29andSeptember Studio

How to Work With Your Factory to Improve Your Fashion Product

Industry how toVicki WallisComment
How to Work With Your Factory to Improve Your Fashion Product | Manufacturing Fashion Designs | Start a Fashion Label

An important part of getting your fashion designs produced is having samples made and holding fit sessions. If you’re not familiar with that process, there’s an article on that here. After a fitting, chance are you’ll need to make some changes - they might be big changes, or just tiny ones, but there’s almost always something to change. Therefore, you’ll need to effectively communicate your changes to the factory, so they carry out your change and improve the garment. This post goes through how you can effectively communicate your changes. By giving clear instruction to the factory, you can reduce the number of samples required in total, therefore saving you time and money.

How do I communicate changes? 

Personally, I always keep all updates within the tech pack to keep everything in one place. The last thing you want is for your instructions to be lost in someone’s inbox. A lot of companies I’ve worked with follow this process too, essentially it minimises the amount of backwards and forwards with emails.

If you’re tech pack doesn’t come with the layout in the screenshot below, you’ll want to create something like this for yourself. It takes a little time to set up initially, but it’ll save you a lot of time in the long run.

How to Work With Your Factory to Improve Your Fashion Product | Manufacturing Fashion Designs | Start a Fashion Label

When you’re all set up with this in Excel, you can start using it. The POMs (points of measure) and original measurements will be the ones that your garment technologist has provided for you, which you can just copy into this table.

To use this page you’ll want to look at the following;

  • Fill in the columns relating to the sample you have. So in this example, I’m completing the notes for the first fit sample. If this was a 2nd fit or pre-production sample (PP), you would complete the relevant column

  • In the ' +/-', you enter the measurement differences between what you asked for and the sample you've received. Never assume the measurements of the sample are correct - they often aren’t.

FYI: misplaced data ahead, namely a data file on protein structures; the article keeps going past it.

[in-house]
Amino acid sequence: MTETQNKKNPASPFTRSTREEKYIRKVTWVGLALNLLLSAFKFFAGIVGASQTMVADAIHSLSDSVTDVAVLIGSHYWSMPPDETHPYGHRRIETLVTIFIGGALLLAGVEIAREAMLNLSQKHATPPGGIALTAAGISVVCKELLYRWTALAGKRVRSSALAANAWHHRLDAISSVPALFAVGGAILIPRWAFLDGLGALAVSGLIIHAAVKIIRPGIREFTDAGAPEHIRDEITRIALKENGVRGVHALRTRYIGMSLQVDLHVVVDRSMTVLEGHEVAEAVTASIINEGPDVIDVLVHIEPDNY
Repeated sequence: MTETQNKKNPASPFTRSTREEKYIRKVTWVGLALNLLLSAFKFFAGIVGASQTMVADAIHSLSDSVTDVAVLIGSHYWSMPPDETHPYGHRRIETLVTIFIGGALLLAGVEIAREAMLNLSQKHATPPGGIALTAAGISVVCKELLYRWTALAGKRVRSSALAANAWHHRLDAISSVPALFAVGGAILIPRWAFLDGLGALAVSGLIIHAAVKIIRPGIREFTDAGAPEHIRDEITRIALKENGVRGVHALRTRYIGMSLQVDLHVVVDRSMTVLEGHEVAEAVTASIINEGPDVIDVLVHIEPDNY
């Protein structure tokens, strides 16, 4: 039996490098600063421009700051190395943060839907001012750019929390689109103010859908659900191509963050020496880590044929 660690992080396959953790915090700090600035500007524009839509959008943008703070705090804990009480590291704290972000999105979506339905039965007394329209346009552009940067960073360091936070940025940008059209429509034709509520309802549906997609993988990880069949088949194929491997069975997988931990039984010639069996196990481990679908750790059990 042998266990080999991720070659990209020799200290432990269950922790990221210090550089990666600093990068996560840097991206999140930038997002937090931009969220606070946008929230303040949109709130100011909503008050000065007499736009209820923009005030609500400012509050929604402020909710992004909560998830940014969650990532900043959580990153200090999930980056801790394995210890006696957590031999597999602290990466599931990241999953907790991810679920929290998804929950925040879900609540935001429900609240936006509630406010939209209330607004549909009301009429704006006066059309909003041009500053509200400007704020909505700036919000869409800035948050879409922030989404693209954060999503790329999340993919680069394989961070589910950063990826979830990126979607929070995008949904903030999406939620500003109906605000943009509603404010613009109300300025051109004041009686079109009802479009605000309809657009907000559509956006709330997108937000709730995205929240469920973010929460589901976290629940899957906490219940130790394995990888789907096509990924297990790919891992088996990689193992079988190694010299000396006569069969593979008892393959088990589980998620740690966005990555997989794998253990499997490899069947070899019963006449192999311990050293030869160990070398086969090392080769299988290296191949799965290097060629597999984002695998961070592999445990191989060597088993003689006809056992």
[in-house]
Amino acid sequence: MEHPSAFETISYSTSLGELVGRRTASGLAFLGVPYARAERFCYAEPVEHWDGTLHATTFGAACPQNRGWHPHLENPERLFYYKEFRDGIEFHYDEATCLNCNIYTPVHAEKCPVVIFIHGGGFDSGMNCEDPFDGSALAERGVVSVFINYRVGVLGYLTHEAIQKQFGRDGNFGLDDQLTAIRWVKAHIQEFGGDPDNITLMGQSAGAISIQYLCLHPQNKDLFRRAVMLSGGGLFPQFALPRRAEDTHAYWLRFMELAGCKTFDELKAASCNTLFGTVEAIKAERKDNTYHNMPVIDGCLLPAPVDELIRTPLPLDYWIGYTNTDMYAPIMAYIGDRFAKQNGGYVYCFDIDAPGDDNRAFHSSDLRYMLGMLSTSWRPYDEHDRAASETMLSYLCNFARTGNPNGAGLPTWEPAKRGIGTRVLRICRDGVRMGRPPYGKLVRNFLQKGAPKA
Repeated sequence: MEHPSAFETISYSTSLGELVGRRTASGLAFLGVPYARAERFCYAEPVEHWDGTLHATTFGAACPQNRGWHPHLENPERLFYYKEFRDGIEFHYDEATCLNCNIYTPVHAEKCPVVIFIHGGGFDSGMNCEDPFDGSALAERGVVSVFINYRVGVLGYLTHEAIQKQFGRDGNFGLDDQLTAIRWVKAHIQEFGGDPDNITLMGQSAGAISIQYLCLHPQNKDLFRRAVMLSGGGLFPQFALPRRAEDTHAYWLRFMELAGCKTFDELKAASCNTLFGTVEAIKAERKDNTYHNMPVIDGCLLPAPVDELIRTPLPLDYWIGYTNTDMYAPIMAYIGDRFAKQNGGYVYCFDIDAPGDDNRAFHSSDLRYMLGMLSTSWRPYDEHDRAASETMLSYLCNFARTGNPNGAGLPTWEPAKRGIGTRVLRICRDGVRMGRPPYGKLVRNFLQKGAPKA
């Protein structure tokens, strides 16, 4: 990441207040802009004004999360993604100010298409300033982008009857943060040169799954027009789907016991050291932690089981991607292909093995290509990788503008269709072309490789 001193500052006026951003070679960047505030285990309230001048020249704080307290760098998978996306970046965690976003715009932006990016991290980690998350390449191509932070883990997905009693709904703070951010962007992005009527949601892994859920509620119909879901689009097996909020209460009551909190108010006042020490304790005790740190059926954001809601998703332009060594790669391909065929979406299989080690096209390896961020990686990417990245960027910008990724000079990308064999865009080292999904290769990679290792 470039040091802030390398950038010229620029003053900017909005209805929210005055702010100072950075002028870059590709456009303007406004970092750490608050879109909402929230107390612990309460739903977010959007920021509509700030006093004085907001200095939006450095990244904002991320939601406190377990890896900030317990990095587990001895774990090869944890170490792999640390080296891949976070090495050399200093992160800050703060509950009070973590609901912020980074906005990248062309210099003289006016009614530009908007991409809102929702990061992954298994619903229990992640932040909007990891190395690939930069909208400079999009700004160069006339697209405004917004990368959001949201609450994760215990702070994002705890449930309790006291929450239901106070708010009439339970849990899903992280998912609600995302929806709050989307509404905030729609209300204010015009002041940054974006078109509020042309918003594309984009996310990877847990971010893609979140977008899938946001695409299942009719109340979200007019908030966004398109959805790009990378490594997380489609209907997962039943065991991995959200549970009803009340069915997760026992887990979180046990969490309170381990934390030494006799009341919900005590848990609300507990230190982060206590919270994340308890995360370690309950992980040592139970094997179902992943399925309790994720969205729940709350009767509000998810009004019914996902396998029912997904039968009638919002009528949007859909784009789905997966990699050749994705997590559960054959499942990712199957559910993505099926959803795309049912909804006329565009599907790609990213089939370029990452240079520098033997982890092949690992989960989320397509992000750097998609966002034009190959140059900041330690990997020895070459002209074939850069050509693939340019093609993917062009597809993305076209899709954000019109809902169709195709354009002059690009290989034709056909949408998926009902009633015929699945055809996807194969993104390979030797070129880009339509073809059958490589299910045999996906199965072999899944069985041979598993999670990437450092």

• You’ll then use the ‘amended spec’ column to communicate the measurements for the next sample to the factory. Many of the measurements may be the same, with just a few small changes. If this is a PP Sample and you’re happy with it, you’ll want to enter the measurements into the Final Spec column, so the factory know you’re happy with them.

  • I grey out any of the old measurements, so the factory doesn’t get confused and highlight the ones they should follow in yellow.

  • I normally end up with something like this;

How to Work With Your Factory to Improve Your Fashion Product | Manufacturing Fashion Designs | Start a Fashion Label


If you’re working with me on tech packs, you’ll also have a sample comments template on the last tab. If you’re working with someone else, you could create something similar to the picture below. Basically, you want to create something really clear and concise that the factory will be able to follow easily. Key things to look out for are;

  • You’ll need to send written comments relating to the measurement changes, especially if any of these have a large variance to the current sample, or if they have been made to correct a problem with the current sample

  • If there are issues with the sample, for example the hem is uneven or there are problems with construction, it's often best to include photos of the issue and some accompanying text. If it's an issue to do with shaping, for example you don't like the curve of the neckline, you can draw the actual shape you would like over the photo.

  • If there is a problem area, it can be helpful to add extra measuring points. This can often be helpful with complicated style lines or for problems at curved areas such as the armhole or hips. Normally multiple measurements aren’t required, but if the factory is struggling, you could add this in

  • Sometimes, the sample may not measure 'to spec' (as per the measurements you requested), but you may be happy with them anyway. In this case, I make a note of this to say the spec has changed, but the measurement has been approved as per the sample.

    When I’m happy with my comments, I send on via email, or via a project management tool, depending on who I’m working with and how big the company is. When I send the comments, in the main body of the email/message I include any major issues in bold, to ensure they are addressed and ask the factory to reconfirm to me.